Author Topic: Class Reunion  (Read 2464 times)

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WillyNilly

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Re: Class Reunion
« Reply #15 on: February 01, 2012, 12:14:45 PM »
The only way I can see this working at all is if the graduating class (or at least the expected attendance) is very small, like under 30 people, and the attendees are all pretty close friends.  The larger the party the harder BYOB is, even if it's a very casual BBQ-type affair.  It seems like when there are more people (and sometimes when there are fewer) inevitably, someone ends up taking advantage of the variety of beverages available and drinks things they didn't bring.  The only real way to combat this is to have everyone bring separate mini-coolers or boxes/bags with their own personal stuff in it, and then you have to find a place to put all these things, etc.  It just seems like hurt feelings and rudeness waiting to happen.

The thing is, like lots of loosely defined social stuff, BYOB is interpreted differently in different places and among different people.

I have never before been to or before eHell even heard of a strict BYOB where you literally brought what you would drink solely.  Every BYOB I've ever attended and until about 2 years ago heard of was more in line with a drink-potluck.  Everyone brings something to contribute but everyone is free to share in all that is available.  Once you bring it it becomes a community beverage, not the sole drink of the person(s) who brought it.  Otherwise cocktails would be near impossible or would cost a fortune (for example in my circle its not uncommon for someone to bring vermouth, Triple Sec or Peach Schnapps - none of which are generally consumed straight, but rather as an add in into mixed cocktails along with the vodka, gin or whatever that someone else brought.)

So while to your 'norm' of BYOB's taking a drink your didn't bring is "taking advantage" to me its expected.

And when dealing with something like a 30 year reunion, you're going to be dealing with a bunch of people from different social norms.  If you do go with BYOB the terms need to be clearly spelled out way in advance so people know what to expect: will there be sharing?  Will mixers (juice, soda, fruit garnish) be provided or must people bring those as well?  Does "BYOB" mean bring your own beverage *period* or does it mean "bring your own [alcoholic] beverage" but non-alcoholic beverages will be provided?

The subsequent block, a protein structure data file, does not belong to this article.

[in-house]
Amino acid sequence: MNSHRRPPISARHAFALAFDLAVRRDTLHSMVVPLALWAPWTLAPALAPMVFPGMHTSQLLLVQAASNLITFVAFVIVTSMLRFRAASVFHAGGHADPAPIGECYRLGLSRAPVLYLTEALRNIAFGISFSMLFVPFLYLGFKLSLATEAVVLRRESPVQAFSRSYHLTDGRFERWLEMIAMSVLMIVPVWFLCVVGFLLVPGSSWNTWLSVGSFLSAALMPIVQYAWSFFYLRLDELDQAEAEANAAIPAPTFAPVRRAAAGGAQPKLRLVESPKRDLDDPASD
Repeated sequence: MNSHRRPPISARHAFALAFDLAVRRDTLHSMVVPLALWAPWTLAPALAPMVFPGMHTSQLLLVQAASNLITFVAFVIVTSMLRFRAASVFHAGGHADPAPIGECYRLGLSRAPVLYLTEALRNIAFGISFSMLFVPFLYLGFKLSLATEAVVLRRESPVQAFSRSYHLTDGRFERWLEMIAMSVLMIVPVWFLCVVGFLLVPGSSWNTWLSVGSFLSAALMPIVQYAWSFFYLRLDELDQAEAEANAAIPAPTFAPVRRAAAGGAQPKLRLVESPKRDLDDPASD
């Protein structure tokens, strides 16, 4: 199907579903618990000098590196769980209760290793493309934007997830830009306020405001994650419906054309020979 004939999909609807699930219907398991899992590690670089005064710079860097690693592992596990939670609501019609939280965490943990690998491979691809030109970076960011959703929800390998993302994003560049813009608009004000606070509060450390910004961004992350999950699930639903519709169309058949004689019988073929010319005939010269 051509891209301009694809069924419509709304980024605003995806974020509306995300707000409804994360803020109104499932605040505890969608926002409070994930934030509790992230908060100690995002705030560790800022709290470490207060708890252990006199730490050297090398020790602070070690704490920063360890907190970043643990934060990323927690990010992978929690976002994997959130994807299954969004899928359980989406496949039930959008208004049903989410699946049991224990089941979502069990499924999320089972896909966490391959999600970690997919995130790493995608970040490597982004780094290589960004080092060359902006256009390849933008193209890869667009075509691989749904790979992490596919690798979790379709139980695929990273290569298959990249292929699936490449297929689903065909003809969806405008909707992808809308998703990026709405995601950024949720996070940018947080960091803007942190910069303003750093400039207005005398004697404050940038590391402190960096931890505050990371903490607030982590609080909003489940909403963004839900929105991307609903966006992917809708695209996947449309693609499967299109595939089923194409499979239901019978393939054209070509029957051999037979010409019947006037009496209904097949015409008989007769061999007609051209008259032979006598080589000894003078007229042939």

ETA: also it just occurred to me another "differs by group" thing - who gets the left overs?  In my circle its expected any drinks bought are left with the host (unless the host asked the bringer to take it home because it won't get drank) as a "thank you" for providing the space.  In some circles the left overs are taken home by whomever brought it... which could lead to open container issues if there are laws against it in the area.

Again this would need to be explicitly outlined well in advance as it might affect what people bring.
« Last Edit: February 01, 2012, 12:20:05 PM by WillyNilly »

siamesecat2965

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Re: Class Reunion
« Reply #16 on: February 01, 2012, 02:14:43 PM »
I'd say no, but where I'm from, the norm for reunions is to have it at a restaurant, banquet facility, or somewhere like that, where open bar is included.  I went to my 25th a year ago, and it was $90 a person, open bar, appetizers, buffet, and that included the DJ.  I do live in a pricier part of the country, but to me, the cost wasn't really all that bad.

I just think there are too many variables to make it work smoothly; people traveling, different expectations of BYOB and so on.

AustenFan

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Re: Class Reunion
« Reply #17 on: February 01, 2012, 02:20:58 PM »
The places we are holdinf do not have a bar. One night is at a classmates house and I am worried about liability issues- one class member is a lawyer and he agreed on liability.  The second night again does not have a bar. So both places we would have to purchase and furnish the alcohol and carry the resp of serving it.

Just as a heads up: if you are in Canada/US a one-two event liquor liability policy is relatively cheap and available through any major insurance broker.